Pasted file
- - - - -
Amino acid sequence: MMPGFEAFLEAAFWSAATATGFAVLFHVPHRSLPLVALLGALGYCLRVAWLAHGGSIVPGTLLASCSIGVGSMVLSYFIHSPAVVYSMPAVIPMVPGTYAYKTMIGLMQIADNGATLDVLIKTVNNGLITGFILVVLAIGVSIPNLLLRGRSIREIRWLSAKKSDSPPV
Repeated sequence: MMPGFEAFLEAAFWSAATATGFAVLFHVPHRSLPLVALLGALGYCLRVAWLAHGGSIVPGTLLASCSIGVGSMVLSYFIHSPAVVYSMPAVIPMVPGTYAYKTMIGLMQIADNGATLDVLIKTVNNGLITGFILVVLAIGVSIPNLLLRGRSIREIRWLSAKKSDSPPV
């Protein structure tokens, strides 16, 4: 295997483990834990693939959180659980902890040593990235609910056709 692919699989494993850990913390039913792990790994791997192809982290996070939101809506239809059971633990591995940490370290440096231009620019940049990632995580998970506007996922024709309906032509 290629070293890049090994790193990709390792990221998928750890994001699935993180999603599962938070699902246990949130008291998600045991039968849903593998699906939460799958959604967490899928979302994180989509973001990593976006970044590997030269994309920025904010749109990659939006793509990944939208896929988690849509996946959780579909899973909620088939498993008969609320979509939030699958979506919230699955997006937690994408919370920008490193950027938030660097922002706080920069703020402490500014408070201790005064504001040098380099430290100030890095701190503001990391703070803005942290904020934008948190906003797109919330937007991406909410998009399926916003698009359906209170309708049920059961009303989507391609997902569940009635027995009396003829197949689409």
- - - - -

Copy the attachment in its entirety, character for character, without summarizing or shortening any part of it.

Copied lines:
Amino acid sequence: MMPGFEAFLEAAFWSAATATGFAVLFHVPHRSLPLVALLGALGYCLRVAWLAHGGSIVPGTLLASCSIGVGSMVLSYFIHSPAVVYSMPAVIPMVPGTYAYKTMIGLMQIADNGATLDVLIKTVNNGLITGFILVVLAIGVSIPNLLLRGRSIREIRWLSAKKSDSPPV
Repeated sequence: MMPGFEAFLEAAFWSAATATGFAVLFHVPHRSLPLVALLGALGYCLRVAWLAHGGSIVPGTLLASCSIGVGSMVLSYFIHSPAVVYSMPAVIPMVPGTYAYKTMIGLMQIADNGATLDVLIKTVNNGLITGFILVVLAIGVSIPNLLLRGRSIREIRWLSAKKSDSPPV
């Protein structure tokens, strides 16, 4: 295997483990834990693939959180659980902890040593990235609910056709 692919699989494993850990913390039913792990790994791997192809982290996070939101809506239809059971633990591995940490370290440096231009620019940049990632995580998970506007996922024709309906032509 290629070293890049090994790193990709390792990221998928750890994001699935993180999603599962938070699902246990949130008291998600045991039968849903593998699906939460799958959604967490899928979302994180989509973001990593976006970044590997030269994309920025904010749109990659939006793509990944939208896929988690849509996946959780579909899973909620088939498993008969609320979509939030699958979506919230699955997006937690994408919370920008490193950027938030660097922002706080920069703020402490500014408070201790005064504001040098380099430290100030890095701190503001990391703070803005942290904020934008948190906003797109919330937007991406909410998009399926916003698009359906209170309708049920059961009303989507391609997902569940009635027995009396003829197949689409």